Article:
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Posted : July 22, 2011 6:11 pm
southernsweetie
(@southernsweetie)
Advanced Member

There will never be change as along as everyone sits around saying change can never happen. Attitudes will never shift and people will never see what can be as long as what is is the accepted standard.

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Posted : July 22, 2011 6:20 pm
Linda J
(@Linda_J)
Expert

One problem I see is the general feeling here (and elsewhere for that matter) among some young people is that a schedule is a suggestion rather than a mandate. If your friends are going to the beach on Saturday, that is NOT a reason to call in sick. The jobs in India that you speak of are highly sought-after positions. I would guess the absenteeism is extremely low.

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Posted : July 22, 2011 7:16 pm
East Ender
(@east-ender)
Expert

to dntw8up's response, I would only add that the years before kindergarten may be even more important. Children need parents who will talk to them and read to them as well as teach them self-discipline in order to succeed in the classroom.

Interesting that the check spelling function wanted to change dnt's name to Dante UPS...*-)

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Posted : July 22, 2011 8:47 pm
onthespot
(@onthespot)
Advanced Member

another well known poster on here has repeatedly posted with distain that there are not jobs here because our youth have "not been conditioned to be servants" as if that was a bad thing. VI is a SEVICE based economy. Hello..... Sevice, servants. Too bad if servant (bell boy, concierge, golf instructor, beach chair renter, restaruanteur, waitress, safari bus driver) somehow conjurs up ghosts of the pre-civil rights days... Service is nothing of the sort. It is the ticket for the islands to be the shining star of the Carribean. I am a nurse, and most of my decades of work have been in very humble service to very humble people in life's most difficult circumstances. Does that make me any less status in society? Not at all! I'm NOT religious, but the Bible says, the least shail be first, and the first shall be last. Same thng here. People who put themselves first in life, end up holding the bag, eventually. Cooperation to a common goal, discipline, "holding your nose and doing what must be done" is sometimes required to get ahead in life, to build a better life, society, nation. It all starts at home. Work work work SHOULD be drilled into young people. It was drilled into me as a child, right there on St. Croix. Don't know when work and discipline fell by the wayside, but it's a damn shame it has.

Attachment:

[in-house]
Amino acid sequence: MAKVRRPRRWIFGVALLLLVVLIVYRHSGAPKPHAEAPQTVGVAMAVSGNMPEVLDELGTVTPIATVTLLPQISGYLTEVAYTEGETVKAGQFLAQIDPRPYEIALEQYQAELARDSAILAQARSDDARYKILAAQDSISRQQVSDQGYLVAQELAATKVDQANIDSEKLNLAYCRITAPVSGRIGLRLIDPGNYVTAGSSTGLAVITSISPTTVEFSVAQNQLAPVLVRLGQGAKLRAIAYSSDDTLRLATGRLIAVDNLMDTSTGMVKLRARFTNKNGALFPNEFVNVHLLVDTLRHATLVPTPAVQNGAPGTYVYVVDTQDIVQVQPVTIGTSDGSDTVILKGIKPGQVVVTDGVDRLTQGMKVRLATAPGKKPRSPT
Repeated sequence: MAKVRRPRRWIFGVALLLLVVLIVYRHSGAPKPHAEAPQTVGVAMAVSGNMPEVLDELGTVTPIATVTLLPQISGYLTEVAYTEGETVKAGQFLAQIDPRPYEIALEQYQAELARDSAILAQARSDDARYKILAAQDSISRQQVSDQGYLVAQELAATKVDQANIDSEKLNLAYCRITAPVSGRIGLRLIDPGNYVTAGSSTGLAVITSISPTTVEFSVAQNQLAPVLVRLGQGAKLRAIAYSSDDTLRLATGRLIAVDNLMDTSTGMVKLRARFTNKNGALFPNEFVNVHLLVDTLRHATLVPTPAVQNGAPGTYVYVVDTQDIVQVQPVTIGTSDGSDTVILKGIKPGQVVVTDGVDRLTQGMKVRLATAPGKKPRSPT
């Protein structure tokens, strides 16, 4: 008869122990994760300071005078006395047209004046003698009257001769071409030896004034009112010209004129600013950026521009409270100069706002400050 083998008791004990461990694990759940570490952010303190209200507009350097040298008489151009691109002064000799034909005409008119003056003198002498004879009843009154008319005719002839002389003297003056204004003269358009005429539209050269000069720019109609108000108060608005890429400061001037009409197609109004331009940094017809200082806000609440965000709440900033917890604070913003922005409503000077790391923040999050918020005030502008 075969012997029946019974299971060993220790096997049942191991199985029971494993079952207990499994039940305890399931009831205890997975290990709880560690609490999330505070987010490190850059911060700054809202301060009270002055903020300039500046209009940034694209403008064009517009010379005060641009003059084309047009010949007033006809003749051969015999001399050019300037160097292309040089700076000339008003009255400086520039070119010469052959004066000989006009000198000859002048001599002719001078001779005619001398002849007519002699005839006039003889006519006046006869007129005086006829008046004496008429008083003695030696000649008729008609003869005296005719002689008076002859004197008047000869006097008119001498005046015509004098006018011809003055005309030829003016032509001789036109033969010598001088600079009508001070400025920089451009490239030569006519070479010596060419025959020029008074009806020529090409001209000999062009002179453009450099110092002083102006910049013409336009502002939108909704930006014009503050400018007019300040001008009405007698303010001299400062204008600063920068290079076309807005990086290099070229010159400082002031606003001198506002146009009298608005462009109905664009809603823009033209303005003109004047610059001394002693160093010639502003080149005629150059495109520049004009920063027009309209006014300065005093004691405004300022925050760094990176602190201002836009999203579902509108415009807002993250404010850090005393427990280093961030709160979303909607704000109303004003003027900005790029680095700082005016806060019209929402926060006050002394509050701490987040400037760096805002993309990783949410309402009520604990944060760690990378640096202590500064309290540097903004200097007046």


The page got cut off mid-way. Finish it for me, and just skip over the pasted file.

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Posted : July 22, 2011 9:36 pm
Cruz
 Cruz
(@Cruz)
Advanced Member

smh @ the ignorant comments that are being spewed in this thread.

Native Son, I commend you for your thoughts and just ignore the ignorance that these people are saying.....

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Posted : July 22, 2011 9:52 pm
onthespot
(@onthespot)
Advanced Member

Ignore the general opinion that good help is hard to find in the VI. Way to go.

I to applaud waking up the youth and instilling a work ethic in them. Problem is, it will not come without... you guessed it. WORK, and DISCIPLINE, which are not in huge supply, currently, or this discussion would not have so quickly taken this turn. The first step to correcting something is to admit it needs correcting.

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Posted : July 22, 2011 10:29 pm
Future Islander
(@Future_Islander)
Advanced Member

onthespot: Thank you.

I believe that my post asked for "How can we do this"........not "how can we NOT do this".

Let's put our creative thinking in place....you folks know the problems that exist.....now tell us HOW to get this done.

Native Son: You're right on...........we need programs like this.

F.I.

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Posted : July 23, 2011 12:34 pm
onthespot
(@onthespot)
Advanced Member